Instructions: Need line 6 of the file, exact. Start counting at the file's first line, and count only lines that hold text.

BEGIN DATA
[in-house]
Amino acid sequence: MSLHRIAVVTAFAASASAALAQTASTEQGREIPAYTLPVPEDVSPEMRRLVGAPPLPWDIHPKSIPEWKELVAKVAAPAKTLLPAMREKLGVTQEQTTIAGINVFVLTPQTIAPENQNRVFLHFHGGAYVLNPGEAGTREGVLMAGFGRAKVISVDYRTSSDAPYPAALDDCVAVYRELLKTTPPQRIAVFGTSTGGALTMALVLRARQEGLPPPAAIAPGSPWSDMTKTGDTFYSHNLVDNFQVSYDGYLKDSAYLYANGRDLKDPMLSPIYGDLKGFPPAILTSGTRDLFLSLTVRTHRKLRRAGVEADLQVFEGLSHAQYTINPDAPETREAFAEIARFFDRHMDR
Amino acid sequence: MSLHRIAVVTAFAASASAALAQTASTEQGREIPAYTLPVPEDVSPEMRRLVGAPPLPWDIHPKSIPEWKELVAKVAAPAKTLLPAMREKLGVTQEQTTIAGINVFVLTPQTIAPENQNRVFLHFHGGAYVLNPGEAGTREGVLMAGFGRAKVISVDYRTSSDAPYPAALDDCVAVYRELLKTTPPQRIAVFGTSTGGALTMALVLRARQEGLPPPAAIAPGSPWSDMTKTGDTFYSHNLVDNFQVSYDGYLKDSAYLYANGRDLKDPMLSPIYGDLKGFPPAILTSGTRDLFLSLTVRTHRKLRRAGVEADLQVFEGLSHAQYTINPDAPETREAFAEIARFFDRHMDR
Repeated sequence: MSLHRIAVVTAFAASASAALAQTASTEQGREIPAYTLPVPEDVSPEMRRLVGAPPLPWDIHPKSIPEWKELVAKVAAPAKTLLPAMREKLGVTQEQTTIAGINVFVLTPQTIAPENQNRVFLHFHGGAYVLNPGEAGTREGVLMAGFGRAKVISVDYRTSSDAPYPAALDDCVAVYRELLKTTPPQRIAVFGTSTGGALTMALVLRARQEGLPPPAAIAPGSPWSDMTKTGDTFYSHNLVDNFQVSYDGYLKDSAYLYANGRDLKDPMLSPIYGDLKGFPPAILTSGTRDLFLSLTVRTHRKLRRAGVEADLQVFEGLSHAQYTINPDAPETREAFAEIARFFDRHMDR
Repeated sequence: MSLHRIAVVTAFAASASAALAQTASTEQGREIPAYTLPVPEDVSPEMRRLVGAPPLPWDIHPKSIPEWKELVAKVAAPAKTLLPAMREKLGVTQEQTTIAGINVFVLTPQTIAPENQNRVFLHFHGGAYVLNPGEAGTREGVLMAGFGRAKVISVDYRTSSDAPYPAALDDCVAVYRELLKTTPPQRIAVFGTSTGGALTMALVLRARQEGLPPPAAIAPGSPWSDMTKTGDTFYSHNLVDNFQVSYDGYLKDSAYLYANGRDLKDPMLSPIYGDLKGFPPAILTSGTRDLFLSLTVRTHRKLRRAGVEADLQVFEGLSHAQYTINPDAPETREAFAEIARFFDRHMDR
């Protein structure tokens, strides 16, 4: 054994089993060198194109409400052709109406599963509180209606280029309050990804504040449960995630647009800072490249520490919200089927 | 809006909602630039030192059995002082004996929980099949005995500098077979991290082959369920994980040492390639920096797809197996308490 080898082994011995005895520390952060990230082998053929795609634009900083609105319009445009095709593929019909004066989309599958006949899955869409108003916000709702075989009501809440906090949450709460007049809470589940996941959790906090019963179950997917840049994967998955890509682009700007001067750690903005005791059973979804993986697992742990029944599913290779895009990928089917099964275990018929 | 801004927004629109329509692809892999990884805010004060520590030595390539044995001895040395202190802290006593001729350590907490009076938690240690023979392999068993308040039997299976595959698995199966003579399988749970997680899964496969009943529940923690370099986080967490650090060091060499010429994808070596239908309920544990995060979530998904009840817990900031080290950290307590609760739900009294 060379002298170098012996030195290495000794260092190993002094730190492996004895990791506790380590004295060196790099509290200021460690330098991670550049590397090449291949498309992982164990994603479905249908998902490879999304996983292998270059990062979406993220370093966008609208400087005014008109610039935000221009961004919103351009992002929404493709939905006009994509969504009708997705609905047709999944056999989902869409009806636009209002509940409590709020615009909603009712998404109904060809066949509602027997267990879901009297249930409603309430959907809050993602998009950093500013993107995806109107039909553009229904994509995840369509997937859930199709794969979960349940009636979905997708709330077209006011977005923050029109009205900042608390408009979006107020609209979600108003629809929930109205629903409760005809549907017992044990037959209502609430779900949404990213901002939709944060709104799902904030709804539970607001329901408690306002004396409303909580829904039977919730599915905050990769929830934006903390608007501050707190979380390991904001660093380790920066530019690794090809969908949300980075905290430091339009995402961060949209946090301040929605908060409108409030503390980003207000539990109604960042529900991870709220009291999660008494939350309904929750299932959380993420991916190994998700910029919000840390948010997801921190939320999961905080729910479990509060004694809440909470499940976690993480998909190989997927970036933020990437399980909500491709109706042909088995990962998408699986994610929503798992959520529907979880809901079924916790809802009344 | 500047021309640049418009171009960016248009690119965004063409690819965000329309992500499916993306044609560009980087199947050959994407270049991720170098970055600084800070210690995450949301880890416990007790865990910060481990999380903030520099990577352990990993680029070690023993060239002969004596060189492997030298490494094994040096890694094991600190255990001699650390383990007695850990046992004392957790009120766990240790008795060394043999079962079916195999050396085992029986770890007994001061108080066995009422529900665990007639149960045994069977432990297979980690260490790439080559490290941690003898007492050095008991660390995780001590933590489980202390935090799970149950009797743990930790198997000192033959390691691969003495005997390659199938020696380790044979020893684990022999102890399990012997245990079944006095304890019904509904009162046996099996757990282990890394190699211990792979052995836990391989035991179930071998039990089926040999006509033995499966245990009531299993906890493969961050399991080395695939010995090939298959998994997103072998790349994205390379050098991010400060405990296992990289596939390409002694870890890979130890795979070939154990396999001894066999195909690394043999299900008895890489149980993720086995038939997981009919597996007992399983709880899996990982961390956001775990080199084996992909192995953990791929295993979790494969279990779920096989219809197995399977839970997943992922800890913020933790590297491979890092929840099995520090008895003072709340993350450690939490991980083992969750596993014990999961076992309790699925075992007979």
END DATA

């Protein structure tokens, strides 16, 4: 054994089993060198194109409400052709109406599963509180209606280029309050990804504040449960995630647009800072490249520490919200089927 | 809006909602630039030192059995002082004996929980099949005995500098077979991290082959369920994980040492390639920096797809197996308490 080898082994011995005895520390952060990230082998053929795609634009900083609105319009445009095709593929019909004066989309599958006949899955869409108003916000709702075989009501809440906090949450709460007049809470589940996941959790906090019963179950997917840049994967998955890509682009700007001067750690903005005791059973979804993986697992742990029944599913290779895009990928089917099964275990018929 | 801004927004629109329509692809892999990884805010004060520590030595390539044995001895040395202190802290006593001729350590907490009076938690240690023979392999068993308040039997299976595959698995199966003579399988749970997680899964496969009943529940923690370099986080967490650090060091060499010429994808070596239908309920544990995060979530998904009840817990900031080290950290307590609760739900009294 060379002298170098012996030195290495000794260092190993002094730190492996004895990791506790380590004295060196790099509290200021460690330098991670550049590397090449291949498309992982164990994603479905249908998902490879999304996983292998270059990062979406993220370093966008609208400087005014008109610039935000221009961004919103351009992002929404493709939905006009994509969504009708997705609905047709999944056999989902869409009806636009209002509940409590709020615009909603009712998404109904060809066949509602027997267990879901009297249930409603309430959907809050993602998009950093500013993107995806109107039909553009229904994509995840369509997937859930199709794969979960349940009636979905997708709330077209006011977005923050029109009205900042608390408009979006107020609209979600108003629809929930109205629903409760005809549907017992044990037959209502609430779900949404990213901002939709944060709104799902904030709804539970607001329901408690306002004396409303909580829904039977919730599915905050990769929830934006903390608007501050707190979380390991904001660093380790920066530019690794090809969908949300980075905290430091339009995402961060949209946090301040929605908060409108409030503390980003207000539990109604960042529900991870709220009291999660008494939350309904929750299932959380993420991916190994998700910029919000840390948010997801921190939320999961905080729910479990509060004694809440909470499940976690993480998909190989997927970036933020990437399980909500491709109706042909088995990962998408699986994610929503798992959520529907979880809901079924916790809802009344 | 500047021309640049418009171009960016248009690119965004063409690819965000329309992500499916993306044609560009980087199947050959994407270049991720170098970055600084800070210690995450949301880890416990007790865990910060481990999380903030520099990577352990990993680029070690023993060239002969004596060189492997030298490494094994040096890694094991600190255990001699650390383990007695850990046992004392957790009120766990240790008795060394043999079962079916195999050396085992029986770890007994001061108080066995009422529900665990007639149960045994069977432990297979980690260490790439080559490290941690003898007492050095008991660390995780001590933590489980202390935090799970149950009797743990930790198997000192033959390691691969003495005997390659199938020696380790044979020893684990022999102890399990012997245990079944006095304890019904509904009162046996099996757990282990890394190699211990792979052995836990391989035991179930071998039990089926040999006509033995499966245990009531299993906890493969961050399991080395695939010995090939298959998994997103072998790349994205390379050098991010400060405990296992990289596939390409002694870890890979130890795979070939154990396999001894066999195909690394043999299900008895890489149980993720086995038939997981009919597996007992399983709880899996990982961390956001775990080199084996992909192995953990791929295993979790494969279990779920096989219809197995399977839970997943992922800890913020933790590297491979890092929840099995520090008895003072709340993350450690939490991980083992969750596993014990999961076992309790699925075992007979």